Less than two minutes later, a loud background noise, which lasted for about seven seconds, along with a single voice making a sound similar to "ahhh" was heard on the radio, according to the transcript, but aviation officials could not determine what plane it came from.

Within seconds, a witness saw the plane turn left while dropping another 7,500 feet within 28 seconds.

A witness said the nose was "completely vertical down" before the propellers ripped through the trees of the forest and crashed into the swamp, according to the report.

The plane did not catch fire before, during or after impact, the report stated.

When first responders arrived, the smell of jet fuel filled the air.

The coroner later determined that Ulrich and Eudy died of full body blunt force trauma.

The plane

The twin-engine plane had been inspected three months before the crash, and the plane's two engines appeared to be working at the time the plane crashed, according to the findings by NTSB.

No problems were found with the propellers' assembly that could have led to a malfunction. Both propellers were missing a piece called the spinner, but NTSB did not indicate whether that occurred before or after the crash.

While the report appears to rule out certain possibilities for the cause of the crash and describes how the plane went down, it does not yet show why it went down.

NTSB officials said their final report detailing the cause of a crash is usually published one year after an incident.

 
Thursday afternoon (June 20), an airplane crash took the life of Pat Eudy, active owner and racer with his Melges 20, J/105, and Lutra 42, all named Big Booty. 

See more at: http://www.sailingscuttlebutt.com



McCLELLANVILLE — Federal investigators are combing through the wreckage of a small plane that crashed Thursday afternoon in a swampy area north of Charleston, trying to find out why the plane went down, killing two people on board.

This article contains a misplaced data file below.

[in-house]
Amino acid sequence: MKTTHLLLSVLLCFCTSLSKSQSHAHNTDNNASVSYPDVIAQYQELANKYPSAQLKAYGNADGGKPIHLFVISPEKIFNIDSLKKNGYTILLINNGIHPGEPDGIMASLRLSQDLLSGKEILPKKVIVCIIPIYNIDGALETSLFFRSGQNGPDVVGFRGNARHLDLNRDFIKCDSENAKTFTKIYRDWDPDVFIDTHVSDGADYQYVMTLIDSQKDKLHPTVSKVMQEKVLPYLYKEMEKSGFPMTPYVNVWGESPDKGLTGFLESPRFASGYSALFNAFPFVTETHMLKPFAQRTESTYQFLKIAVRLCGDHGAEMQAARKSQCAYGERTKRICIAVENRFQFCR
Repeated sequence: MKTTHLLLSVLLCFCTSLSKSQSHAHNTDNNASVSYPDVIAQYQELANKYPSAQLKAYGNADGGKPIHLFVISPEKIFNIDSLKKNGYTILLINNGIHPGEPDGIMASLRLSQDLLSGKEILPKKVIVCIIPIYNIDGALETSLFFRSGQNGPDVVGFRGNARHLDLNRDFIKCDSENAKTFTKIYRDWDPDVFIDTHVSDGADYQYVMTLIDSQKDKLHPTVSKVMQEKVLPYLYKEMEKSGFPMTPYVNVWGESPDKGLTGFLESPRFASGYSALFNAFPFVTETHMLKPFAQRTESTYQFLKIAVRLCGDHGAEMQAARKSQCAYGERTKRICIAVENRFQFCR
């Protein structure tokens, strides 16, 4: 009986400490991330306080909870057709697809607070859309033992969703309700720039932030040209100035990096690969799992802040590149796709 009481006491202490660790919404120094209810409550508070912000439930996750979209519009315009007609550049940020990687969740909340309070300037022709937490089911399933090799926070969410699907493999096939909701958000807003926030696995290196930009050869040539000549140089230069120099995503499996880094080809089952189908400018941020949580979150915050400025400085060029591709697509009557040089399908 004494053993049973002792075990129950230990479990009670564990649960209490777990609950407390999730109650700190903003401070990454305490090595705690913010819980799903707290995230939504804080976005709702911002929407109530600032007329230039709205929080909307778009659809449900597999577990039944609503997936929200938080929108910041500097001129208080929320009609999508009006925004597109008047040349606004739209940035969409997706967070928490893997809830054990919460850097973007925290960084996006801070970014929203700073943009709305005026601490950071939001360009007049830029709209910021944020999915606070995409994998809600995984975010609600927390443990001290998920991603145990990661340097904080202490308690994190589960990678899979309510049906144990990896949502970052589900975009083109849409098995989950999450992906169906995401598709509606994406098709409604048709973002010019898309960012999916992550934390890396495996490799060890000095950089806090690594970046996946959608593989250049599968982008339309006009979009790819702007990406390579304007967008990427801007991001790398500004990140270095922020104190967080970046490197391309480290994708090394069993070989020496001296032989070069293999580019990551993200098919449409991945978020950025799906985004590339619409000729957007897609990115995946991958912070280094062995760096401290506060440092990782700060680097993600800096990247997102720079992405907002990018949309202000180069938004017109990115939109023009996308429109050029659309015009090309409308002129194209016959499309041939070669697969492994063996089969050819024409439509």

Investigators with the Charleston County Coroner’s Office were on scene after dark and did not immediately release the identities of the two people who were killed.

Witnesses said a small plane was seen spiraling toward the ground just south of McClellanville around 5 p.m. Calls to 911 dispatchers sparked a massive search for the wreckage. The plane was found a couple of miles past the end of South Tibwin Road, in a former rice field near the Intracoastal Waterway.

It’s a swampy area full of alligators, snakes and mosquitoes. Searchers had to build temporary bridges between patches of high ground to get in with their all-terrain vehicles.

The plane apparently barreled through the woods for 140 feet. The damage path was 10 feet wide.

Deputies and rescuers reported smelling fuel at the site, but no hazardous material was spilled, Awendaw Fire Department Battalion Chief Fred Tetor said later.

The Federal Aviation Authority identified the plane as a Rockwell International 690B, an 11-seater with two engines.

The plane left the Johns Island Executive Airport at 4:30 p.m. on what was supposed to be a 53-minute flight to Georgetown and back.

Officials at the airport said two people were on board, including a person in flight training.

The last listed owner of the plane, dated in September 2011, was Nighthawk Air LLC of Matthews, N.C.

Motorists on U.S. Highway 17 called 911 to report seeing a plane going down near the Intracoastal Waterway.

Residents heard the crash.

Ruthie Merritt, who lives on Lofton Road, said she heard what sounded like a propeller plane in the air, then a loud noise.

“It was just one big boom,” Merritt said.

Russian Pilot Jailed in US Doesn’t Expect Fair Trial

MOSCOW, June 24 (RAPSI) – Konstantin Yaroshenko, a Russian pilot convicted in the United States, does not believe that he will receive a fair trial in a US court, he told Voice of Russia radio.

On June 10, the US Court of Appeals for the Second Circuit in New York rejected his appeal against a 20-year sentence for drug trafficking. The court announced that it considered the new arguments provided by the defense and ruled that they were unsubstantiated.